China accused of Tibet repression

The Chinese government is misusing criminal charges to repress political, cultural, and religious expression in Tibetan communities, a human rights group has said.

    Many Tibetans resent what they see as Chinese occupation

    In a report released on Monday, Human Rights Watch also accused

     China of trumping up charges of bombing

    against a jailed Tibetan Buddhist monk in order to

    muzzle him

    .

    The organisation said the persecution of Tenzin Delek Rinpoche, a highly-respected Tibetan lama, highlighted the ongoing strictures placed on Tibetans in China.

    HRW said the case against Tenzin Delek

    , given a suspended death sentence in December 2002

    over a rash of bombings in a Tibetan-populated area of the

    southwest, was riddled with inconsistencies and procedural

    flaws.

    'Forced confession'

    Its report - based on nearly 150 interviews - said

    the government targeted Tenzin Delek after a decade of trying

    to curb his social and spiritual work.

    And to convict him it had

    to force a confession from the co-defendant who named him.

    The group demanded the immediate release of the monk and a handful

    of other Tibetans arrested in connection with his case.

    "Human Rights Watch is concerned that the Chinese

    government's treatment of Tenzin Delek is not an isolated

    phenomenon," the report said.

    Heated protests

    "In spite of China's rhetoric about legal reform, Tenzin

    Delek's case shows that when it comes to Tibet, the Chinese

    government still does not tolerate uncontrolled political or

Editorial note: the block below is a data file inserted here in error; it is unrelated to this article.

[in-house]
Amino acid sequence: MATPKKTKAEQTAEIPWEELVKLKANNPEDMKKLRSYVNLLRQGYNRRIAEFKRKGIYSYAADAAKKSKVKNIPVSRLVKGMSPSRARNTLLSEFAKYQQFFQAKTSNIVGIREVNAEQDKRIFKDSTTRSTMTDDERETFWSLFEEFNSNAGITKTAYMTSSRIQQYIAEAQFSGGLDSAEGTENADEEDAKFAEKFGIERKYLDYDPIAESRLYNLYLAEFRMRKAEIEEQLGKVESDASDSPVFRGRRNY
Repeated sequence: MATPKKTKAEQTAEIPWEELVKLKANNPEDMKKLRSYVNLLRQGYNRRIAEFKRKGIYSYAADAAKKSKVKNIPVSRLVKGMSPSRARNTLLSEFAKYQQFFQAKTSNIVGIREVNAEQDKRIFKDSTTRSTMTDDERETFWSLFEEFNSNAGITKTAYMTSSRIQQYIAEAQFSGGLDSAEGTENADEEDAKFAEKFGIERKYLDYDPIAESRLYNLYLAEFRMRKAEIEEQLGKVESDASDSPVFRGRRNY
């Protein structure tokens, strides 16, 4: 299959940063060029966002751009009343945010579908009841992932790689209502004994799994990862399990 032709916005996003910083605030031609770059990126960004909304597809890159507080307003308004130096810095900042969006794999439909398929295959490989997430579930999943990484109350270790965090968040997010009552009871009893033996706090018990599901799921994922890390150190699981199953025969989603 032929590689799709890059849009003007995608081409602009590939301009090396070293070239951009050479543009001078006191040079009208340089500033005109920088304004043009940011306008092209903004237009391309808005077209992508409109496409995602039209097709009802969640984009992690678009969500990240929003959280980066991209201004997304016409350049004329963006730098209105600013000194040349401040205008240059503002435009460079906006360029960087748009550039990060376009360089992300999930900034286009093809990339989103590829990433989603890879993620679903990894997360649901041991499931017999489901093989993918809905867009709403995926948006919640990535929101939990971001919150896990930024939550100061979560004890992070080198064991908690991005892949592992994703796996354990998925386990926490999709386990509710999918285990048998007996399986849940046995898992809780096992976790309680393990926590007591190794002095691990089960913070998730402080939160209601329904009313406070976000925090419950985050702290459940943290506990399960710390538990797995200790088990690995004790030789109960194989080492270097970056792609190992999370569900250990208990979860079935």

religious activity"

    Mickey Spiegel,
    Human Rights Watch

    "In spite of China's rhetoric about legal reform, Tenzin

    Delek's case shows that when it comes to Tibet, the Chinese

    government still does not tolerate uncontrolled political or

    religious activity," Mickey Spiegel, a researcher in the Asia

    Division of Human Rights Watch, added in a statement.

    The Foreign Ministry had no immediate comment. However, China typically rejects statements by foreign human rights groups as attempts to meddle in its internal affairs, saying its citizens are dealt with according to law.

    Despite heated protests from international rights groups

    and diplomats, China executed Lobsang Dondrup, the other

    Tibetan tried alongside Tenzin Delek, last January.

    In a tape released at the time and said to have been

    smuggled out of jail, Tenzin Delek protested his innocence from

    his cell, where he remains today.

    'Chinese occupation'

    In China, a suspended death

    sentence is usually commuted to life imprisonment.

    Beijing has shown intermittent signs of increasing

    tolerance towards the Tibet region in the past two years,

    freeing several prominent activists and allowing a

    series of rare visits by envoys of spiritual leader the Dalai

    Lama.

    But many devout Tibetans resent what they see as Chinese

    occupation and interference in their religious lives since the

    People's Liberation Army marched in and imposed Communist rule

    in 1950.

    In recent years, the Chinese government has consolidated secular control at the expense of monastic influence.

    SOURCE: Agencies


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